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Journal Article

Citation

Sinclair S, LoCicero A. J. Aggress. Confl. Peace Res. 2010; 2(1): 57-68.

Copyright

(Copyright © 2010, Emerald Group Publishing)

DOI

10.5042/jacpr.2010.0005

PMID

unavailable

Abstract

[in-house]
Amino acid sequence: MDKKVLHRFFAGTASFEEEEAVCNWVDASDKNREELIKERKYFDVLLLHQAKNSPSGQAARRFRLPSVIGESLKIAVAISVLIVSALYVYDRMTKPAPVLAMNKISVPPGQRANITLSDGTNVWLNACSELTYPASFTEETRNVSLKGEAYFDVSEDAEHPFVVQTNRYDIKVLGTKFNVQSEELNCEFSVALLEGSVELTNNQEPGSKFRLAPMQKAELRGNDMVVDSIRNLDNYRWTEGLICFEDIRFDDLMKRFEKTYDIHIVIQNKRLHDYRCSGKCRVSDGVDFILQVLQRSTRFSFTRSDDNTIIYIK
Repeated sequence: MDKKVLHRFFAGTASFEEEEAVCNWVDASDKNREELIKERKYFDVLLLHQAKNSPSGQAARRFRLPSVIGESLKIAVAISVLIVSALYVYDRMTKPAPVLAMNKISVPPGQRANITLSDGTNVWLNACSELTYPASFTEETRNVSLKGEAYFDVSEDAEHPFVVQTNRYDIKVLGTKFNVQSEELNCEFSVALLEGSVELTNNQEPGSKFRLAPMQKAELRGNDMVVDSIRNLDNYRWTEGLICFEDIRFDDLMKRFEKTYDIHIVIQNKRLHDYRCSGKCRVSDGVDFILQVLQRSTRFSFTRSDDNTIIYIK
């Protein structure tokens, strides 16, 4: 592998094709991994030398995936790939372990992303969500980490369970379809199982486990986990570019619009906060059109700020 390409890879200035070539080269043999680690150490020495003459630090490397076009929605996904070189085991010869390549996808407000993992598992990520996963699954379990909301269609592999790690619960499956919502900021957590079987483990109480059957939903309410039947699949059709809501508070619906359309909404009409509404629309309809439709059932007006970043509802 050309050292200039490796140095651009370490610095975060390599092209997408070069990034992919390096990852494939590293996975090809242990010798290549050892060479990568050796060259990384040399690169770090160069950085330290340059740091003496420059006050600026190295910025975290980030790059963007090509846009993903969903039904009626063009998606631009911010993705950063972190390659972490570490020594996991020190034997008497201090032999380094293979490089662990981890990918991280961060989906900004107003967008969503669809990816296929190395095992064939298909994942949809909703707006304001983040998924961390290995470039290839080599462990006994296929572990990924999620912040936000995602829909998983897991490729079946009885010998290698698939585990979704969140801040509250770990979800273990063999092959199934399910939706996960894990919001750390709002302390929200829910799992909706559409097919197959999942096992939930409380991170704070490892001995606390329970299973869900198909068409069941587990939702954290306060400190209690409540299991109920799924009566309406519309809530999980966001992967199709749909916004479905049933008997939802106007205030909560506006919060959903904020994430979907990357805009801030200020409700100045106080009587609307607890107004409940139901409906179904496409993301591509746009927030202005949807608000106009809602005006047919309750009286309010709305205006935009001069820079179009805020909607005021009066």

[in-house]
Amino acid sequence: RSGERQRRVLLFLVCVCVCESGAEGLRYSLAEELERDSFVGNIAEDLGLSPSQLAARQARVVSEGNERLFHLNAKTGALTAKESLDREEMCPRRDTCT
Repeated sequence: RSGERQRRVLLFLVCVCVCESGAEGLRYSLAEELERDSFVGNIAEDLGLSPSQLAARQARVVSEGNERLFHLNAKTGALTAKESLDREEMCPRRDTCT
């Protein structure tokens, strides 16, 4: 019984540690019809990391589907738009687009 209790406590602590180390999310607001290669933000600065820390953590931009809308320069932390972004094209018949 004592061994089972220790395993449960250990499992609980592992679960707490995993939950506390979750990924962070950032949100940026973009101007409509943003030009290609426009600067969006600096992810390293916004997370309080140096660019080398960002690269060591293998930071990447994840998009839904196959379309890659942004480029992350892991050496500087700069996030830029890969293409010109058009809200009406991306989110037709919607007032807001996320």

Since 9/11, 2001, protection from terrorism has become a poignant issue in the political spectrum, and some have argued that fears of terrorism have been manipulated for political purposes. Contributing to a growing body of research, this study sought to test whether terrorism fears, and/or the impact of terror alerts, predicted overall trust in government in a sample of university undergraduates who completed the Perceptions of Terrorism Questionnaire Short-Form (PTQ-SF). Two psychological theories offer plausible explanations for this relationship: attachment theory and evolutionary psychology theory. Results indicate that both general terrorism fears and the impact of terror alerts specifically, are statistically significant predictors of trust in government, using separate hierarchical regression models after controlling for other factors. The implications and limitations of this study are discussed, as are directions for further research.

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